• Or try it in the browser
    Tags: Node.js Technical Web
  • Extensibility is a wonderful thing [A set of Visual Studio Code tasks for common npm functionality in Node.js and io.js]
    Thursday, April 30th 2015

    Yesterday at its Build conference, Microsoft released the Visual Studio Code editor which is a lightweight, cross-platform tool for building web and cloud applications. I've been using internal releases for a while and highly recommend trying it out!

    One thing I didn't know about until yesterday was support for Tasks to automate common steps like build and testing. As the documentation shows, there's already knowledge of common build frameworks, including gulp for Node.js and io.js. But for simple Node projects I like to automate via npm's scripts because they're simple and make it easy to integrate with CI systems like Travis. So I whipped up a simple tasks.json for Code that handles build, test, and lint for typical npm configurations. I've included it below for anyone who's interested.

    Note: Thanks to metadata, the build and test tasks are recognized as such by Code and easily run with the default hotkeys Ctrl+Shift+B and Ctrl+Shift+T.

    Enjoy!

     

    {
      "version": "0.1.0",
      "command": "npm",
      "isShellCommand": true,
      "suppressTaskName": true,
      "tasks": [
        {
          // Build task, Ctrl+Shift+B
          // "npm install --loglevel info"
          "taskName": "install",
          "isBuildCommand": true,
          "args": ["install", "--loglevel", "info"]
        },
        {
          // Test task, Ctrl+Shift+T
          // "npm test"
          "taskName": "test",
          "isTestCommand": true,
          "args": ["test"]
        },
        {
          // "npm run lint"
          "taskName": "lint",
          "args": ["run", "lint"]
        }
      ]
    }
    

    Updated 2015-05-02: Added --loglevel info to npm install for better progress reporting

    Updated 2016-02-27: Added isShellCommand, suppressTaskName, and updated args to work with newer versions of VS Code

    Tags: Node.js Miscellaneous
  • Supporting both sides of the Grunt vs. Gulp debate [check-pages is a Gulp-friendly task to check various aspects of a web page for correctness]
    Tuesday, February 10th 2015

    A few months ago, I wrote about grunt-check-pages, a Grunt task to check various aspects of a web page for correctness. I use grunt-check-pages when developing my blog and have found it very handy for preventing mistakes and maintaining consistency.

    Two things have changed since then:

    1. I released multiple enhancements to grunt-check-pages that make it more powerful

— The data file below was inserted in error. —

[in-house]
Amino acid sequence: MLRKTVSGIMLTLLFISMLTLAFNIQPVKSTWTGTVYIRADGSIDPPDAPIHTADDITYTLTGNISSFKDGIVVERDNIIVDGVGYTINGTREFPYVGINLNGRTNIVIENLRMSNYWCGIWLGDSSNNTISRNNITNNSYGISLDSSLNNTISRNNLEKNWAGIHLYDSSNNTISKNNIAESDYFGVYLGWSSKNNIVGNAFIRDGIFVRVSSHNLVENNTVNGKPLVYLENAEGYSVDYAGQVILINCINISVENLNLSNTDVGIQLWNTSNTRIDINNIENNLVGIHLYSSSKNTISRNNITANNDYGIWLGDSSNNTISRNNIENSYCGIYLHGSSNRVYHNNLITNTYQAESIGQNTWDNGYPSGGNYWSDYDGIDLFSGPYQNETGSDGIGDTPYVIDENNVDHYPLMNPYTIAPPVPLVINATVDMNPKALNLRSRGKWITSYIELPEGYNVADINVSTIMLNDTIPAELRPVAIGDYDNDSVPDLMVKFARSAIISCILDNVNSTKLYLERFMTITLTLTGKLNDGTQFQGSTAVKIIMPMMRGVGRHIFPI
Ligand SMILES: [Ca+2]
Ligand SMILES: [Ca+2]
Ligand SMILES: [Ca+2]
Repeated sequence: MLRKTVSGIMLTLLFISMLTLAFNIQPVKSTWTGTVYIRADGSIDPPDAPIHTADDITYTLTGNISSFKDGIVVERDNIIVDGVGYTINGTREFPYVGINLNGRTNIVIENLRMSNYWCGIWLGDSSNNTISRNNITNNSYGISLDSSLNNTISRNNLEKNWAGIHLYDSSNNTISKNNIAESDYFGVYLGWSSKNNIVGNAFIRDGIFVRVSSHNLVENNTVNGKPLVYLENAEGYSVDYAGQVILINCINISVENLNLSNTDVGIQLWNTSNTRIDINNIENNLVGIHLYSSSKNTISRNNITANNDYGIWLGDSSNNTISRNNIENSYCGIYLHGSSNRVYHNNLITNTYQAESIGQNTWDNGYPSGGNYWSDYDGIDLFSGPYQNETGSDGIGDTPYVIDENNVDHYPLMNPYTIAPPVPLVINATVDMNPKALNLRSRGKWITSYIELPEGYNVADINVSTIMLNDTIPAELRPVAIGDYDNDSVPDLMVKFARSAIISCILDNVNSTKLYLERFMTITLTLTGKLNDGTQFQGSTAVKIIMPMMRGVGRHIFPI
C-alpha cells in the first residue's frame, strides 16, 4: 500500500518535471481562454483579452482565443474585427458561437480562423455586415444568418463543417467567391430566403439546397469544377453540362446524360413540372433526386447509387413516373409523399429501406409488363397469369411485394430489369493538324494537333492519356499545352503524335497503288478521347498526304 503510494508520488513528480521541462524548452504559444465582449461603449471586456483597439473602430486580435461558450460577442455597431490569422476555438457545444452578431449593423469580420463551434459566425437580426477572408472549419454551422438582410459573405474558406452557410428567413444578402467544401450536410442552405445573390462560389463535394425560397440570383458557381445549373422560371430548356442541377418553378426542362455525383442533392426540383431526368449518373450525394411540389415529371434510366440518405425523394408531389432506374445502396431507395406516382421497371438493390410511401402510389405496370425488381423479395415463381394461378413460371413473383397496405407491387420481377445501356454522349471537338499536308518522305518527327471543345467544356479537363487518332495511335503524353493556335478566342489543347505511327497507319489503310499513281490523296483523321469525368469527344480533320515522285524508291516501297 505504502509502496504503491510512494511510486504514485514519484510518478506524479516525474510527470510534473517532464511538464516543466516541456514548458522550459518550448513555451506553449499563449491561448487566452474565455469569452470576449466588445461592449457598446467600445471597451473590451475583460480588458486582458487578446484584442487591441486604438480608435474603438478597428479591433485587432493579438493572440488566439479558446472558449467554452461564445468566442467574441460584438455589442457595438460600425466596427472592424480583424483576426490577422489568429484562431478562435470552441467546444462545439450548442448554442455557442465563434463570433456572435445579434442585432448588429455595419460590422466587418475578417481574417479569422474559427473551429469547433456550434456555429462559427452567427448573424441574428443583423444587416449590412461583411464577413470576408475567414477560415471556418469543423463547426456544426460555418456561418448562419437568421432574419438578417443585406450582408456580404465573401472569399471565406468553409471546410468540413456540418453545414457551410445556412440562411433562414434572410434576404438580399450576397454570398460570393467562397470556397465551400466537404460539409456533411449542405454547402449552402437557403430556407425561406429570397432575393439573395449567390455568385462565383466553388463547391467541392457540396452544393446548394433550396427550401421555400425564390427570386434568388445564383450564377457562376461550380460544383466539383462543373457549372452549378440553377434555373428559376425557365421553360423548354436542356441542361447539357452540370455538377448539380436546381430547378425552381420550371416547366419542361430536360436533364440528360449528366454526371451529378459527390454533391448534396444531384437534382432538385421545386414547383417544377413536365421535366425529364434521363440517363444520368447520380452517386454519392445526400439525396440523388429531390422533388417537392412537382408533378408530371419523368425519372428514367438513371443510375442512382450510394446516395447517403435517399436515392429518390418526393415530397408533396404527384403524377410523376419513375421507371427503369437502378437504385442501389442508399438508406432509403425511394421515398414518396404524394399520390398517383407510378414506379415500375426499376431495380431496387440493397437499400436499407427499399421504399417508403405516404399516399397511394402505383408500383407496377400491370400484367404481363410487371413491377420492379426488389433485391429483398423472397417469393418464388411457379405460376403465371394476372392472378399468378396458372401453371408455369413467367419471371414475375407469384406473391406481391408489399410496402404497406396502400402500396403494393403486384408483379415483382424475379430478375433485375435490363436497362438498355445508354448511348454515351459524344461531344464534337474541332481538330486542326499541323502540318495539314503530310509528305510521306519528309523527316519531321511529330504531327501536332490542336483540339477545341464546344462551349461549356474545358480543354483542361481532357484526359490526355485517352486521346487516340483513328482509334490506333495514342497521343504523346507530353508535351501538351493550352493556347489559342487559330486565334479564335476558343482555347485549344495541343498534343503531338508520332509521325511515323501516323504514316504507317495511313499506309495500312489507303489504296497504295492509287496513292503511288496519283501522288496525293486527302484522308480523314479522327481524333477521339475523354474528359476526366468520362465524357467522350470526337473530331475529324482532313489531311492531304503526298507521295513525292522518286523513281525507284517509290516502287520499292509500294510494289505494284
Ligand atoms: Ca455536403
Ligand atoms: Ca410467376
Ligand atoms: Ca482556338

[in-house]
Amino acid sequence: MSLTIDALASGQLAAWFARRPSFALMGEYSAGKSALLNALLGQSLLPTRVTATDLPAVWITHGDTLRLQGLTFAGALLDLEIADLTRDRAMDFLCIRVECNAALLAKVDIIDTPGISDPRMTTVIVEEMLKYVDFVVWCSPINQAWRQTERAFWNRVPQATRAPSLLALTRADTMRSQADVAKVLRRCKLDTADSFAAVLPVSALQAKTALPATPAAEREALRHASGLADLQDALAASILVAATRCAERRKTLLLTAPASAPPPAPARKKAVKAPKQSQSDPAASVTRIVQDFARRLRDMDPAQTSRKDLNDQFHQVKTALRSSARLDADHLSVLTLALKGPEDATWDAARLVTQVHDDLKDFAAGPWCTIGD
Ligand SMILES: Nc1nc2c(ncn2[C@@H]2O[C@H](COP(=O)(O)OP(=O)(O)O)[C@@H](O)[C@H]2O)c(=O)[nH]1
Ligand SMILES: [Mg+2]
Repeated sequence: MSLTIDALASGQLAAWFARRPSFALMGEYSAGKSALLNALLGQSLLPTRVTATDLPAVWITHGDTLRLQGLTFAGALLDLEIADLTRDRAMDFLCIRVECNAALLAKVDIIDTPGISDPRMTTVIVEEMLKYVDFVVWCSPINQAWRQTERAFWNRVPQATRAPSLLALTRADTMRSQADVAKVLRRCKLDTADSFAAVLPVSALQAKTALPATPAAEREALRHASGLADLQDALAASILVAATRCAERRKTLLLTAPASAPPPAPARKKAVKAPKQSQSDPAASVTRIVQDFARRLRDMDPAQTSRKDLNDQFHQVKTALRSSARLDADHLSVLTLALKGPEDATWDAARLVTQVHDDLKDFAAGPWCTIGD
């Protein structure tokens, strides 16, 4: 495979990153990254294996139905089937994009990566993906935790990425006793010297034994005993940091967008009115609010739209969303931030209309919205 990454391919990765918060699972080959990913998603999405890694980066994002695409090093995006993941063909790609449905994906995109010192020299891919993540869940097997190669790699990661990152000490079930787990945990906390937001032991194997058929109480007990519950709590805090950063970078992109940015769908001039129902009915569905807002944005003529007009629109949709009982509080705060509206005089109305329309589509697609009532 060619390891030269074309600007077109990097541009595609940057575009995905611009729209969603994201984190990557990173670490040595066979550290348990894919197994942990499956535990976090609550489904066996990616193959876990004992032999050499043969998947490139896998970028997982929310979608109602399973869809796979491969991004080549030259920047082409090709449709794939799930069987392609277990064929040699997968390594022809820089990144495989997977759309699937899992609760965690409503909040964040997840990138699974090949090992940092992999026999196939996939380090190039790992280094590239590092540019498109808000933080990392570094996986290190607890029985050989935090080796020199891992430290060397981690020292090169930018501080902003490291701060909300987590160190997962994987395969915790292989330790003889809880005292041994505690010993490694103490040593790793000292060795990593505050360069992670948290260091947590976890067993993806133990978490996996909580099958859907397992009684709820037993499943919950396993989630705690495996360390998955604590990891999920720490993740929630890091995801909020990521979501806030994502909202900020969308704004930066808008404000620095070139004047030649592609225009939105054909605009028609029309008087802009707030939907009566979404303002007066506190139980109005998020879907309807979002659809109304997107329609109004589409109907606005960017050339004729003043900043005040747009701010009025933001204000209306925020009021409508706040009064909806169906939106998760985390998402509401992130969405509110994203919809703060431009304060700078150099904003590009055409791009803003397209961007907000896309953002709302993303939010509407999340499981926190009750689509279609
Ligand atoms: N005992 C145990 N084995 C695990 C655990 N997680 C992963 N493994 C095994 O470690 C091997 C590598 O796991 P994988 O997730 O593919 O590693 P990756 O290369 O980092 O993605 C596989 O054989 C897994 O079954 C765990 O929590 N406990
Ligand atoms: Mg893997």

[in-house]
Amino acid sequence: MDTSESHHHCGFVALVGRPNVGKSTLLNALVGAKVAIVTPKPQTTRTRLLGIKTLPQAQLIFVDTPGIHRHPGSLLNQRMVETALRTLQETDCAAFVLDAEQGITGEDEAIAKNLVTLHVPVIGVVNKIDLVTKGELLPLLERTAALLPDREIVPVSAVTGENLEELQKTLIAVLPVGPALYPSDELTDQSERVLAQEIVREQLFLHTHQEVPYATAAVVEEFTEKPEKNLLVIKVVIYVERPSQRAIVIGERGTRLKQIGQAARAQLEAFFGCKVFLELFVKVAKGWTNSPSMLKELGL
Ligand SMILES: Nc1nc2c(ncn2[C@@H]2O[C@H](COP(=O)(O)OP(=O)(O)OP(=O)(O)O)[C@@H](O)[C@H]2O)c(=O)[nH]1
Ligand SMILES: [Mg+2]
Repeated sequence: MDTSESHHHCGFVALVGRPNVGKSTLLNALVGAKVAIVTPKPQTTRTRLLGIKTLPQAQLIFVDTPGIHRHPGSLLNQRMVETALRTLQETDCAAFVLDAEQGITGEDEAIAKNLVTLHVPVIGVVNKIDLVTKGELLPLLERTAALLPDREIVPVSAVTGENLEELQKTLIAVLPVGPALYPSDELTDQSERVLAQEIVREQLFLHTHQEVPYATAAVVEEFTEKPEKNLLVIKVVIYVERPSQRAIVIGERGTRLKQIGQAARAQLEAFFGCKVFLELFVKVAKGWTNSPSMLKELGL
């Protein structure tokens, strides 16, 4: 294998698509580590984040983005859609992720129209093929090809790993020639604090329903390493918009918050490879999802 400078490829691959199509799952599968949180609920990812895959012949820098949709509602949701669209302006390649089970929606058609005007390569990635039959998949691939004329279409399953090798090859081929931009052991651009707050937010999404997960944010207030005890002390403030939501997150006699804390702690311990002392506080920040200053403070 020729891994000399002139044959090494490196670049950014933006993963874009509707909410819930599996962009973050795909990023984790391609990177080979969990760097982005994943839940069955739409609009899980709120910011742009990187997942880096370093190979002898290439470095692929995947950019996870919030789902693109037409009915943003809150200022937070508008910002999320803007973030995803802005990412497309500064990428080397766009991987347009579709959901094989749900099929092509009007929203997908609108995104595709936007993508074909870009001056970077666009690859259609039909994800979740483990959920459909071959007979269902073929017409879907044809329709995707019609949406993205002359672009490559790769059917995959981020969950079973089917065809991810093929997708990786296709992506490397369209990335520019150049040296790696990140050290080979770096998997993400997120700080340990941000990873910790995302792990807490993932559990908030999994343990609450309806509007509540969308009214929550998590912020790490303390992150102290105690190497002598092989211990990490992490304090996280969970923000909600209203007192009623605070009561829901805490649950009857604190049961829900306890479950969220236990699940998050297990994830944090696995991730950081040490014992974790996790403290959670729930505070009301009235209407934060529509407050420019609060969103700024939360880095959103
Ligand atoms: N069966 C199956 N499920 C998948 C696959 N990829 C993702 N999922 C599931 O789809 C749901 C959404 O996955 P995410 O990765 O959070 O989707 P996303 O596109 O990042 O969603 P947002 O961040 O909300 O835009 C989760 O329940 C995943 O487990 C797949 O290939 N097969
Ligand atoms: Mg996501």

2. I extracted its core functionality into the check-pages package which works well with Gulp

     

    First, an overview of the improvements; here's the change log for grunt-check-pages:

    • 0.1.0 - Initial release, support for checkLinks and checkXhtml.
    • 0.1.1 - Tweak README for better formatting.
    • 0.1.2 - Support page-only mode (no link or XHTML checks), show response time for requests.
    • 0.1.3 - Support maxResponseTime option, buffer all page responses, add "no-cache" header to requests.
    • 0.1.4 - Support checkCaching and checkCompression options, improve error handling, use gruntMock.
    • 0.1.5 - Support userAgent option, weak entity tags, update nock dependency.
    • 0.2.0 - Support noLocalLinks option, rename disallowRedirect option to noRedirects, switch to ESLint, update superagent and nock dependencies.
    • 0.3.0 - Support queryHashes option for CRC-32/MD5/SHA-1, update superagent dependency.
    • 0.4.0 - Rename onlySameDomainLinks option to onlySameDomain, fix handling of redirected page links, use page order for links, update all dependencies.
    • 0.5.0 - Show location of redirected links with noRedirects option, switch to crc-hash dependency.
    • 0.6.0 - Support summary option, update crc-hash, grunt-eslint, nock dependencies.
    • 0.6.1 - Add badges for automated build and coverage info to README (along with npm, GitHub, and license).
    • 0.6.2 - Switch from superagent to request, update grunt-eslint and nock dependencies.
    • 0.7.0 - Move task implementation into reusable check-pages package.
    • 0.7.1 - Fix misreporting of "Bad link" for redirected links when noRedirects enabled.

    There are now more things you can validate and better diagnostics during validation. For information about the various options, visit the grunt-check-pages package in the npm repository.

     

    Secondly, I started looking into Gulp as an alternative to Grunt. My blog's Gruntfile.js is the most complicated I have, so I tried converting it to a gulpfile.js. Conveniently, existing packages supported everything I already do (test, LESS, lint) - though not what I use grunt-check-pages for (no surprise).

    Clearly, the next step was to create a version of the task for Gulp - but it turns out that's not necessary! Gulp's task structure is simple enough that invoking standard asynchronous helpers is easy to do inline. So all I really needed was to factor out the core functionality into a reusable method.

    Here's how that looks:

    /**
     * Checks various aspects of a web page for correctness.
     *
     * @param {object} host Specifies the environment.
     * @param {object} options Configures the task.
     * @param {function} done Callback function.
     * @returns {void}
     */
    module.exports = function(host, options, done) { ... }